Miami Heat: Top Eastern Conference Threats to Team's Chances at Repeating

Sam R. Quinn@SamQuinn_Senior Analyst IIIAugust 14, 2012

MIAMI, FL - JUNE 21:  (L-R) Mario Chalmers #15, Chris Bosh #1, Dwyane Wade #3 and LeBron James #6 of the Miami Heat celebrate during the fourth quarter against the Oklahoma City Thunder in Game Five of the 2012 NBA Finals on June 21, 2012 at American Airlines Arena in Miami, Florida. NOTE TO USER: User expressly acknowledges and agrees that, by downloading and or using this photograph, User is consenting to the terms and conditions of the Getty Images License Agreement.  (Photo by Ronald Martinez/Getty Images)
Ronald Martinez/Getty Images

No matter what way you look at it, the Miami Heat are the cream of the crop in the Eastern Conference.

The trio of LeBron James, Dwyane Wade and Chris Bosh makes for the best big three in the conference. However, that doesn't mean that a conference foe wouldn't be able to win four out of seven games against the Heat in the Eastern Conference finals.

Of course, we're getting a little ahead of ourselves, as the season doesn't start for another three or so months, but it is always fun to play the matchup game with the best teams in the league.

Here are three Eastern Conference teams that are the biggest threat to the Heat's chances at repeating as NBA champions.

Boston Celtics

We already saw that the Boston Celtics were capable of beating the Heat when Paul Pierce, Kevin Garnett and Co. pushed Erik Spoelstra's squad to the brink in the Eastern Conference finals.

If not for some otherworldly performances from James, the Heat would have been sent home empty-handed yet again, that time by a team that wasn't nearly as talented as they were.

Fortunately for the Celtics, they got a little younger and a little bigger through the 2012 NBA draft.

Talk about his back problems all you want, but Jared Sullinger is going to put up solid numbers at some point during his NBA career. Fab Melo is as raw as they come, but he'll be a valuable asset to the Celtics once he learns how to effectively protect the hoop.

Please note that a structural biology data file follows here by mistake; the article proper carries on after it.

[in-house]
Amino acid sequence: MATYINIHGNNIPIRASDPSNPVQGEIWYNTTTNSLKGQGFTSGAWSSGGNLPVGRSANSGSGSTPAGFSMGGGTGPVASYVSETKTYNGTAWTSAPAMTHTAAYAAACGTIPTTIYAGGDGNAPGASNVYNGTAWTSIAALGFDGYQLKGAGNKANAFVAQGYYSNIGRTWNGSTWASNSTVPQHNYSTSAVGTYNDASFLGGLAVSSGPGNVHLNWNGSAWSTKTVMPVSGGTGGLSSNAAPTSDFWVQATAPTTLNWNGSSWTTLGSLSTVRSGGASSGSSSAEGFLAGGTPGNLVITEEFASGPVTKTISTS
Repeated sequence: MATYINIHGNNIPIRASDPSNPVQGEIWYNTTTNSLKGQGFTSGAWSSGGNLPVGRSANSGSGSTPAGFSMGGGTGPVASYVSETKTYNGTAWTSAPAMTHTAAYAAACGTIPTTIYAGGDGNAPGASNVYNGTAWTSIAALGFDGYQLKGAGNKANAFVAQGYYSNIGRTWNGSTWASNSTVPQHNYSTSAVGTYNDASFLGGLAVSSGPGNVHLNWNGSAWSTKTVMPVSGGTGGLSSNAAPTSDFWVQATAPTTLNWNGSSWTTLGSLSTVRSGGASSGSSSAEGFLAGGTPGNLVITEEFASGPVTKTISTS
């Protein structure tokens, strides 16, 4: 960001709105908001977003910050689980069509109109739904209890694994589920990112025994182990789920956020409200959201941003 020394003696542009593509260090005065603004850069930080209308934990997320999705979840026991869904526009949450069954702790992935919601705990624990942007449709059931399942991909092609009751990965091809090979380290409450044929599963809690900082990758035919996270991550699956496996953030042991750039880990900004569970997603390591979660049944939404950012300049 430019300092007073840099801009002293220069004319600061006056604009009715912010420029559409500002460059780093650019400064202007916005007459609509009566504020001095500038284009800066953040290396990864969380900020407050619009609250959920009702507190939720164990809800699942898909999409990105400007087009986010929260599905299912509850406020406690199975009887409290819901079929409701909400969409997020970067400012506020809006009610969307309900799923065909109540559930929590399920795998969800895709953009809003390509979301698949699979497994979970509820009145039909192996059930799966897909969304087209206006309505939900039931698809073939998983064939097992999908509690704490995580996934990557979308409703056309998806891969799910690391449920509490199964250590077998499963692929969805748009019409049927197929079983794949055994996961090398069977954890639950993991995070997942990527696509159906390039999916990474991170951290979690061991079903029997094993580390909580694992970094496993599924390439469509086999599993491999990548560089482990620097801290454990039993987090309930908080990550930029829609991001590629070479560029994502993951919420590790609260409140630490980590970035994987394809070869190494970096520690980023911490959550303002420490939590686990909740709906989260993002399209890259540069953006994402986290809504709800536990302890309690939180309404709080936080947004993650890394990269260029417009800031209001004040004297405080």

That's what you need to beat the Heat: A player to protect the rim and another to score. The Celtics have Garnett, who can do both of those things, and Sullinger and Melo, who should be able to combine to do the same with time.

Oh yeah, Pierce and Rajon Rondo will be back for another go at it, but they will have Jason Terry at their disposal instead of an injury-plagued Ray Allen.

Philadelphia 76ers

The Philadelphia 76ers would have been no match for the Heat this upcoming season if not for the team's recent acquisition of Andrew Bynum.

Instead of heading into the year with Andre Iguodala as the underachieving poster boy for the team's perennial mediocrity, head coach Doug Collins now has a seven-foot All-Star center on his roster.

Bynum is going to completely change the dynamic of this Sixers team. Philadelphia was lacking in the big-man department last season, as Elton Brand was decent, but not good enough to make the team a serious threat to Miami.

Now that Bynum has assumed the role as the primary big man on the court, he'll be able to go to work on Chris Bosh at will. Bosh is a solid defender, but he's not good enough to cover Bynum when Bynum is at his best.

Even if the Heat find a way to cover Bynum, he'll be able to find his teammates on the perimeter for plenty of open shots. Evan Turner, Jrue Holliday, Nick Young, Dorell Wright and Jason Richardson are going to love the space that they get when on the floor with Bynum.

Not only can Bynum play offense, he's pretty solid on the defensive end as well. We all know one of the primary things a team has to do to beat the Heat is contain LeBron and prevent him from attacking the rim.

Indiana Pacers

The Indiana Pacers had the Heat with their collective backs against the wall in the Eastern Conference semifinals before losing the last three games of the series.

Once again, it was James who channeled the basketball gods to grant him unstoppable skills in the most pivotal of games.

There is genuine bad blood between these two teams, as Danny Granger and Paul George are far from James' biggest fans, which makes this matchup all the more intriguing.

Roy Hibbert is that interior presence that a team needs to upset the Heat. As one of the few true centers in today's NBA, Hibbert did a great job on both ends of the floor in last year's playoffs.

His ability to assert himself down low allowed Granger, George and their teammates to create space and open up shots. Things obviously would have been more difficult if Bosh hadn't missed the back end of the series, but the Pacers have the necessary pieces to take down the Heat.

If Granger and George get hot, and David West can get in a groove like we saw occasionally in the semifinals, the Pacers can beat the Heat.


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